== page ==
Homes

Friday, September 12, 2008

I am safely in my home in California. And I do have lots to share with you about my travels, but I want to talk briefly about other peoples' homes tonight.

While I have, in the past, perhaps said a few not-so-kind things about Texas, I, like many others, am watching and praying that when I wake up tomorrow morning the news is going to show that Ike wasn't as bad as anticipated. Perhaps that's naive of me, but it's the best I can offer.

As a resident of New Orleans, I've seen what happens to people when their homes and lives are devastated. I've met children who don't ever want to go on a cruise in their life because they had to live on a cruise ship after Katrina. I've talked with families who aren't even phased by the fact that a tornado touched down after Gustav last week because even though they have to get a whole new roof, at least there's only an inch of water, and oh yea, the back wall is still standing. Or one child who cried for 2 weeks after her grandmother died because they shared a room for year after the storm.

Lives were changed by that storm in so many more ways than I ever realized.

Disasters of nature are horrible. No matter how much warning you get, no one can adequately prepare you to have your life turned upside down. It doesn't matter if you evacuate, and sure, the items lost are probably "material" things, but that certainly doesn't make it okay to lose everything you couldn't fit in your car when you had to leave your home to Mother Nature.

I have evacuated a whopping one time now, and I can tell you that watching and waiting to see what would happen with Gustav was one of the scariest days of my life. Being so helpless, so far away and so unsure of the future is nothing short of impossible to process.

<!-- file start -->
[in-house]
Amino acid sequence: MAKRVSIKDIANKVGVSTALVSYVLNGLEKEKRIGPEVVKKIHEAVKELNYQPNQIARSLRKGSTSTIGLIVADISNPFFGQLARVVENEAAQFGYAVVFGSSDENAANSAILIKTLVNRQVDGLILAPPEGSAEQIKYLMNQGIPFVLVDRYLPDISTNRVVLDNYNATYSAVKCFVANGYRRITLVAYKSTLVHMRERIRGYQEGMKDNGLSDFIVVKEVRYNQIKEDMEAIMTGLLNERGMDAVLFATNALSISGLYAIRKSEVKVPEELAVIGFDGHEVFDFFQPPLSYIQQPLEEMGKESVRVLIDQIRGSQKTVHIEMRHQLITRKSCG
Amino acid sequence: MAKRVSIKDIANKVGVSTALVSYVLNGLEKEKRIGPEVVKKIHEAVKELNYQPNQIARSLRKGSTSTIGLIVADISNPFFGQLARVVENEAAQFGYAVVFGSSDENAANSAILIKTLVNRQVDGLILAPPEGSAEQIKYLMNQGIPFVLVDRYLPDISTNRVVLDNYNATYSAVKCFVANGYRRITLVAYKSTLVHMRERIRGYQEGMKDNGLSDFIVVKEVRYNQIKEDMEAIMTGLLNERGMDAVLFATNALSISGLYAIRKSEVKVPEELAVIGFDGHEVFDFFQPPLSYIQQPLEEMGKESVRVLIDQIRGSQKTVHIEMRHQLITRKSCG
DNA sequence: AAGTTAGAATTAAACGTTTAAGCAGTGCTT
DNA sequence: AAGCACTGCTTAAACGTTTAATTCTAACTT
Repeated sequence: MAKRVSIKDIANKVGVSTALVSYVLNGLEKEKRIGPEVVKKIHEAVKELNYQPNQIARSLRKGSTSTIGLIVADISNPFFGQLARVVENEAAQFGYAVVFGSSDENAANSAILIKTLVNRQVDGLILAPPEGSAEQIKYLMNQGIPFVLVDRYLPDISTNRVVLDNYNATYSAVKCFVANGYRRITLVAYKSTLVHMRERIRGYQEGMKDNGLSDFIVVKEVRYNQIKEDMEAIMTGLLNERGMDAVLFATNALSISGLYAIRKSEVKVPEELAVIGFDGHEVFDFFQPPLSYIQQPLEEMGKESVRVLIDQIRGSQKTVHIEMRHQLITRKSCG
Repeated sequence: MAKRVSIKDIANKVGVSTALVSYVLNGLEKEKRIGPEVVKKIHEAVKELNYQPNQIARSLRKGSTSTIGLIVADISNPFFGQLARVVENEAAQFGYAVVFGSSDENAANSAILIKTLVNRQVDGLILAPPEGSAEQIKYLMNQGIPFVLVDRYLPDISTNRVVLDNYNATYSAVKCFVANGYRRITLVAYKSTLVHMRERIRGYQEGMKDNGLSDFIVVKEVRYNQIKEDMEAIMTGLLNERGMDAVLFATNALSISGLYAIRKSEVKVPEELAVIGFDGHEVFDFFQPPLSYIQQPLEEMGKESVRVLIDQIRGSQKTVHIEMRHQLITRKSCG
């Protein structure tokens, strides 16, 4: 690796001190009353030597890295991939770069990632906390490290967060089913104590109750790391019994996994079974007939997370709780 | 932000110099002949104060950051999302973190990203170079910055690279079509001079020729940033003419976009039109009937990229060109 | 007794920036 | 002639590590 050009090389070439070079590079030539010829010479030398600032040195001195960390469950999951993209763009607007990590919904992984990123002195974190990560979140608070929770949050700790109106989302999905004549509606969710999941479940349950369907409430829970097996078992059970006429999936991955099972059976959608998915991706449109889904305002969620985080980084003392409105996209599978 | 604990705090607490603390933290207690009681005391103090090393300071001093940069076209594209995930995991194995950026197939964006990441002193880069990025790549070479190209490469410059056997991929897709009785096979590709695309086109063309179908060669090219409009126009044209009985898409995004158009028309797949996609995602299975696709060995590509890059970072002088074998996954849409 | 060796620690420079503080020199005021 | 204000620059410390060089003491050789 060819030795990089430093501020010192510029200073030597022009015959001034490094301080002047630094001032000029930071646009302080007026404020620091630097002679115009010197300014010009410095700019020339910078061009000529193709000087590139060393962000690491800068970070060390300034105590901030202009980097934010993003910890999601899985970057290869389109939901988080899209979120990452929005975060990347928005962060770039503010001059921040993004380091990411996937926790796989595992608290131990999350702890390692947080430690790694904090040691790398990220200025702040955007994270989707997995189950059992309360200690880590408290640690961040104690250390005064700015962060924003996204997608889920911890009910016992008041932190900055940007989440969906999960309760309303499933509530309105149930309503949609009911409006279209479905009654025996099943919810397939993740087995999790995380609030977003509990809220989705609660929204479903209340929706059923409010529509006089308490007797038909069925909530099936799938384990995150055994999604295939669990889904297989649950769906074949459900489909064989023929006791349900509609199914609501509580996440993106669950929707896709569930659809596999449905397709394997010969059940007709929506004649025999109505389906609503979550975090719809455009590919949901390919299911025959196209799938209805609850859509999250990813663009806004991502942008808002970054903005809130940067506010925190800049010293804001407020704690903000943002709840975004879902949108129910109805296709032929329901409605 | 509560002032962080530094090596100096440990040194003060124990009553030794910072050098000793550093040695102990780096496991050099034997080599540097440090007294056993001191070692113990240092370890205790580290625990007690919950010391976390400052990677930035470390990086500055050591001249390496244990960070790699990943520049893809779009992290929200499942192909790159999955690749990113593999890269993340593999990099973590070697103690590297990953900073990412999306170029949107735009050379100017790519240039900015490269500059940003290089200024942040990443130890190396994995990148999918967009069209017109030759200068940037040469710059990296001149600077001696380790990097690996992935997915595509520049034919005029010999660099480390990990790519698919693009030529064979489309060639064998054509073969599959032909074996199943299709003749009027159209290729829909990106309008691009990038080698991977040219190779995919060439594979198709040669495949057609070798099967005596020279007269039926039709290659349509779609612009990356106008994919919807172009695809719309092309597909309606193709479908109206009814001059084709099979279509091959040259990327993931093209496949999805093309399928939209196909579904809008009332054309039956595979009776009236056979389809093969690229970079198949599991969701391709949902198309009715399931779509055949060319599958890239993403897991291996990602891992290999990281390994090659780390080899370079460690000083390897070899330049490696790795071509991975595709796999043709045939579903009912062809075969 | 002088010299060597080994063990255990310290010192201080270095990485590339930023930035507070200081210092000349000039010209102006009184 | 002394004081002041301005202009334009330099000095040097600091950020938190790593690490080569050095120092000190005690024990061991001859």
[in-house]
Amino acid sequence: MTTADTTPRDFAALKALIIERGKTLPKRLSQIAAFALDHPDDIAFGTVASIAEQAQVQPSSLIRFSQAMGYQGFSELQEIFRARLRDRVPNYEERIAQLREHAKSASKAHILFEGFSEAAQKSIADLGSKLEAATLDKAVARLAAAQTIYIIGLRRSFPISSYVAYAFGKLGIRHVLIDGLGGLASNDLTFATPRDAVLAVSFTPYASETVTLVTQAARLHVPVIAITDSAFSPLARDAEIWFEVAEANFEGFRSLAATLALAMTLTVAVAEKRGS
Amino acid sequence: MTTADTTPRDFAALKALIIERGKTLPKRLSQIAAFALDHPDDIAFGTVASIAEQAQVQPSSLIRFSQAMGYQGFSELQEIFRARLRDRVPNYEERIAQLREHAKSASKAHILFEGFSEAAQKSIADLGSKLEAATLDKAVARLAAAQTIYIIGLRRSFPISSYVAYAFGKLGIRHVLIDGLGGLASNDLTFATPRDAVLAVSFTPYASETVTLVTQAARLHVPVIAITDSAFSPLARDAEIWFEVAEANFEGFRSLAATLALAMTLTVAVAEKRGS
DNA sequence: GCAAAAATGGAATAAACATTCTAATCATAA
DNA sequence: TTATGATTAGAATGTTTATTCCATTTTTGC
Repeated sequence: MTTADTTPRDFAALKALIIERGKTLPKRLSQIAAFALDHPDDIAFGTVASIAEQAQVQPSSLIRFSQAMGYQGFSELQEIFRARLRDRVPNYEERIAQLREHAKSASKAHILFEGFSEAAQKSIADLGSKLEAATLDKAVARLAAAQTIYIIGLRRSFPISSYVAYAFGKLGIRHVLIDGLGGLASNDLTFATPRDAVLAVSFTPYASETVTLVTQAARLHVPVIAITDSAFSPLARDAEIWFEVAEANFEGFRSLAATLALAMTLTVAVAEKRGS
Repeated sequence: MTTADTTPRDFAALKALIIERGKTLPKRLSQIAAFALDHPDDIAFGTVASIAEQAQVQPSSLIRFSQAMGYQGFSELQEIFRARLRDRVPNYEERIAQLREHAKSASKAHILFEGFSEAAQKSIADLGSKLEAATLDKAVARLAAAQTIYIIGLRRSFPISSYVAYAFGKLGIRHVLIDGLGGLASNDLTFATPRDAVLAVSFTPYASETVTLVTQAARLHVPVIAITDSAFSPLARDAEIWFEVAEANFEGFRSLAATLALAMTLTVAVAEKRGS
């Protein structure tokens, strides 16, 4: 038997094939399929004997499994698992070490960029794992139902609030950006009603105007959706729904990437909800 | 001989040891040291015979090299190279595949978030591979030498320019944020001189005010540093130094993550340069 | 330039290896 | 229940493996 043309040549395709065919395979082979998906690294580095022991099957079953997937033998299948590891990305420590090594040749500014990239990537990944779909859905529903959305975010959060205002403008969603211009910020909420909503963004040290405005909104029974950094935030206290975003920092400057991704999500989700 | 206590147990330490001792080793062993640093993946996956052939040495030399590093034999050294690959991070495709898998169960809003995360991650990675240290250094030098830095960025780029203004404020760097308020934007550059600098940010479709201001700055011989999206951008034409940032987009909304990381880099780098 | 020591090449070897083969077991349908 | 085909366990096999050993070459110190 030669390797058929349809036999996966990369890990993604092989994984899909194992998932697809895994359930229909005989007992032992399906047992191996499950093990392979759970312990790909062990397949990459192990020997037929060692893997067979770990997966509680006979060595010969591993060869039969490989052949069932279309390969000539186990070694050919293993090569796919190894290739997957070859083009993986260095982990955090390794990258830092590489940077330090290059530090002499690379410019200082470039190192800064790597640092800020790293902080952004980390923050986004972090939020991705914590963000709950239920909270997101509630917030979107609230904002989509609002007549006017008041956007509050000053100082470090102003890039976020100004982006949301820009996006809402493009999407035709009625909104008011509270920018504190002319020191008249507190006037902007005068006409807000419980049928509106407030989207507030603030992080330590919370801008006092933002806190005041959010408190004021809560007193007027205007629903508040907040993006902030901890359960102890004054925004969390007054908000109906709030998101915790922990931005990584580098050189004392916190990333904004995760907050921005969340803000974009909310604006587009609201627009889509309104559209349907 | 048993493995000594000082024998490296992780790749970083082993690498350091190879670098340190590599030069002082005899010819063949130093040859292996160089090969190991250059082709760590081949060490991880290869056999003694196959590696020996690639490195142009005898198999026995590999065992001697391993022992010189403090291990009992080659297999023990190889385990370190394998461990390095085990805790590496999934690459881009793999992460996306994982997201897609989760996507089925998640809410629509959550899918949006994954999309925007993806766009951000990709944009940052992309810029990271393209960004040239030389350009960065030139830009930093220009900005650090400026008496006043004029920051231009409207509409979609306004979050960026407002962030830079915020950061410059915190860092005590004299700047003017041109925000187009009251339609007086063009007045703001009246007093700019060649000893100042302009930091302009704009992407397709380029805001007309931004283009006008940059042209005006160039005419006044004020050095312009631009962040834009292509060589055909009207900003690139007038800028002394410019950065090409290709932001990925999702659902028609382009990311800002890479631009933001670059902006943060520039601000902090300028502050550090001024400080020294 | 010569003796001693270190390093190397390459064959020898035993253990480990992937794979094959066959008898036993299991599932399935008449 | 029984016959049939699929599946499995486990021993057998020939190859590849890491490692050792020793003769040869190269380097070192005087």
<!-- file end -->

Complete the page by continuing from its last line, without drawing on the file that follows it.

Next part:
One of the things that I loved from the moment I set foot in New Orleans was the spirit of the city. But not just the residents, all those people who came to help out. I've heard from several of you here, those who volunteered after Katrina. Those who gutted houses, cleaned out storm drains, built new homes with Habitat for Humanity. All you who helped New Orleans rebuild after the devastation of Katrina. People came together in a way my cynical mind couldn't even imagine and I think that we owe at least part of the rebirth of New Orleans to you.

There are t-shirts and bumper stickers all around the city, which I love, that say, "Be a New Orleanian, wherever you are." I doubt that the creator of the slogan meant it the way that it's always came across to me, but I always understood it as all of you are a part of this city. So many people helped in so many ways, and you left a little of yourself here. Like you are all New Orleanians, regardless of where you live because you were a part of this city, a part of it's rising and a part of its future.

So tonight, as we wait to see what Ike is going to do to Galveston and Houston, let's all be Texans, wherever we are.

3 comments:

justlori2day said...

I think that is a fair request that is easy to appease. I am glad you are safe, and I am glad that while it will hit Texas, the brunt will not hit the barely healed N.O.

How did the test go??

Overflowing Brain said...

Is this afternoon.

Is going to be a disaster of epic proportions.

Overflowing Brain said...

Um, wow, bad wording Katie. Not a disaster of hurricane proportions, just like, really bad test proportions.

Oops.